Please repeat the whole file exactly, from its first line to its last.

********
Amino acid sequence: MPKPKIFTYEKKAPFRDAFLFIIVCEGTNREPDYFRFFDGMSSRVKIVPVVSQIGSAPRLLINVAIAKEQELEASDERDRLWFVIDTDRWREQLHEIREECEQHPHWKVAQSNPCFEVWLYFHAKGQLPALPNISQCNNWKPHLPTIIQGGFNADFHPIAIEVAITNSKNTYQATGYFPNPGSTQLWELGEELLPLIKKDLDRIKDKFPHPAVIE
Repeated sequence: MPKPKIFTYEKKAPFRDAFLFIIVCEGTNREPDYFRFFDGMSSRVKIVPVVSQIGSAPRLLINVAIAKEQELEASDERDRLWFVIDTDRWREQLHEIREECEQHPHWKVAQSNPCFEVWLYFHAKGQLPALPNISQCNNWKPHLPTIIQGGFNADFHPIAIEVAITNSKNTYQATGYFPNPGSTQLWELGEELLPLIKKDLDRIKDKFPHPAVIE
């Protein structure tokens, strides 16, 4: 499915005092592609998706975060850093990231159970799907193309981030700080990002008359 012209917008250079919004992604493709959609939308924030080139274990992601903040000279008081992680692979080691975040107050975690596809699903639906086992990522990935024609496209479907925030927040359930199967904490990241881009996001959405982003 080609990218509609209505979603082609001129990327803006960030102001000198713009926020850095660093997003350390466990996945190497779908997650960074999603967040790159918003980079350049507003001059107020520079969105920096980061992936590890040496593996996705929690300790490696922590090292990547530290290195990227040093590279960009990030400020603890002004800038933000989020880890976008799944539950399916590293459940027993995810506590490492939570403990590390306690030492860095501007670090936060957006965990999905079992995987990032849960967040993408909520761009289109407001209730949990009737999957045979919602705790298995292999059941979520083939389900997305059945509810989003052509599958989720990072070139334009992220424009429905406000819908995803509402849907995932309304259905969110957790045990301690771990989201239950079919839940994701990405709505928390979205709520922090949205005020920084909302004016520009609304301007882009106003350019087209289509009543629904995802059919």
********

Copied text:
Amino acid sequence: MPKPKIFTYEKKAPFRDAFLFIIVCEGTNREPDYFRFFDGMSSRVKIVPVVSQIGSAPRLLINVAIAKEQELEASDERDRLWFVIDTDRWREQLHEIREECEQHPHWKVAQSNPCFEVWLYFHAKGQLPALPNISQCNNWKPHLPTIIQGGFNADFHPIAIEVAITNSKNTYQATGYFPNPGSTQLWELGEELLPLIKKDLDRIKDKFPHPAVIE
Repeated sequence: MPKPKIFTYEKKAPFRDAFLFIIVCEGTNREPDYFRFFDGMSSRVKIVPVVSQIGSAPRLLINVAIAKEQELEASDERDRLWFVIDTDRWREQLHEIREECEQHPHWKVAQSNPCFEVWLYFHAKGQLPALPNISQCNNWKPHLPTIIQGGFNADFHPIAIEVAITNSKNTYQATGYFPNPGSTQLWELGEELLPLIKKDLDRIKDKFPHPAVIE
């Protein structure tokens, strides 16, 4: 499915005092592609998706975060850093990231159970799907193309981030700080990002008359 012209917008250079919004992604493709959609939308924030080139274990992601903040000279008081992680692979080691975040107050975690596809699903639906086992990522990935024609496209479907925030927040359930199967904490990241881009996001959405982003 080609990218509609209505979603082609001129990327803006960030102001000198713009926020850095660093997003350390466990996945190497779908997650960074999603967040790159918003980079350049507003001059107020520079969105920096980061992936590890040496593996996705929690300790490696922590090292990547530290290195990227040093590279960009990030400020603890002004800038933000989020880890976008799944539950399916590293459940027993995810506590490492939570403990590390306690030492860095501007670090936060957006965990999905079992995987990032849960967040993408909520761009289109407001209730949990009737999957045979919602705790298995292999059941979520083939389900997305059945509810989003052509599958989720990072070139334009992220424009429905406000819908995803509402849907995932309304259905969110957790045990301690771990989201239950079919839940994701990405709505928390979205709520922090949205005020920084909302004016520009609304301007882009106003350019087209289509009543629904995802059919």